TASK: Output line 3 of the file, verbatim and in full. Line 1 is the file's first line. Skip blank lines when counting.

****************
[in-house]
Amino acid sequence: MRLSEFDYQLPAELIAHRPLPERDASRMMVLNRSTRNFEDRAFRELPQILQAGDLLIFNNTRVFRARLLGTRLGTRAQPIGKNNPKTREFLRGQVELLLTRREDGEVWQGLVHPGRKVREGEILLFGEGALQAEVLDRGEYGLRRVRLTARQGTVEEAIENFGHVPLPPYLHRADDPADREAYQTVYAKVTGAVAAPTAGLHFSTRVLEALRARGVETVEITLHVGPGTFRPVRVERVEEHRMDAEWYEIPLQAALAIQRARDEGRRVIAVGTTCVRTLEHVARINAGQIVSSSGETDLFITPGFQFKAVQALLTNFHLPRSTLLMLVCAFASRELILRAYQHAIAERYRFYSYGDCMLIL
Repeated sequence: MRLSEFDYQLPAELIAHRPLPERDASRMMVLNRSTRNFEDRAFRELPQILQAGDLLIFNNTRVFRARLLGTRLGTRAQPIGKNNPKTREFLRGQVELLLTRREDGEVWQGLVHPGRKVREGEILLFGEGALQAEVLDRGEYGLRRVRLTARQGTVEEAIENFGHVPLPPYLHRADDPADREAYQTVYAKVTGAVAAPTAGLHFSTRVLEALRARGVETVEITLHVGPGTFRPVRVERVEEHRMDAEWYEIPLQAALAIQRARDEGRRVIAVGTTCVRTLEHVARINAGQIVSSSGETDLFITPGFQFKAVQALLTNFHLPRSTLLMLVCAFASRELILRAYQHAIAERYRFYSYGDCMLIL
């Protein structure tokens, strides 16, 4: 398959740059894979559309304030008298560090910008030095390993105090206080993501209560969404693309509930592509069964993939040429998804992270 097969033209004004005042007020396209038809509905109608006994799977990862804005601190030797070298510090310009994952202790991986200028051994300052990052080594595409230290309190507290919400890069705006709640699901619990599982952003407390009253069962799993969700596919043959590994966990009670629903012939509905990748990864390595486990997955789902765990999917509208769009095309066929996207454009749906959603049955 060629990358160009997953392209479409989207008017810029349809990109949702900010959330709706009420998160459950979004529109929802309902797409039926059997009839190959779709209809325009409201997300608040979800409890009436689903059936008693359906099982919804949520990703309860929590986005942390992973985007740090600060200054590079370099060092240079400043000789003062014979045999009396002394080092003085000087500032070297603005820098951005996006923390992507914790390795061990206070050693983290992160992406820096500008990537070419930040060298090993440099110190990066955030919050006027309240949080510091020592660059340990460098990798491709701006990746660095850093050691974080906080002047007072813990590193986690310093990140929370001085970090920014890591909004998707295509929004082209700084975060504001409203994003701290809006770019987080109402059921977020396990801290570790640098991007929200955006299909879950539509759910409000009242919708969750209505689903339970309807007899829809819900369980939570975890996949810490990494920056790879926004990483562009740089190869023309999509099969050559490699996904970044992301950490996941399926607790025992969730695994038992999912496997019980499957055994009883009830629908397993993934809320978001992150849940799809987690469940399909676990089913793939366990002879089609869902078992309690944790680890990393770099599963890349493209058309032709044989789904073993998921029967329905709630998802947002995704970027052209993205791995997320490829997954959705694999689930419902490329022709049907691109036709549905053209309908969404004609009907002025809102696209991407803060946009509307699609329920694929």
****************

Repeated sequence: MRLSEFDYQLPAELIAHRPLPERDASRMMVLNRSTRNFEDRAFRELPQILQAGDLLIFNNTRVFRARLLGTRLGTRAQPIGKNNPKTREFLRGQVELLLTRREDGEVWQGLVHPGRKVREGEILLFGEGALQAEVLDRGEYGLRRVRLTARQGTVEEAIENFGHVPLPPYLHRADDPADREAYQTVYAKVTGAVAAPTAGLHFSTRVLEALRARGVETVEITLHVGPGTFRPVRVERVEEHRMDAEWYEIPLQAALAIQRARDEGRRVIAVGTTCVRTLEHVARINAGQIVSSSGETDLFITPGFQFKAVQALLTNFHLPRSTLLMLVCAFASRELILRAYQHAIAERYRFYSYGDCMLIL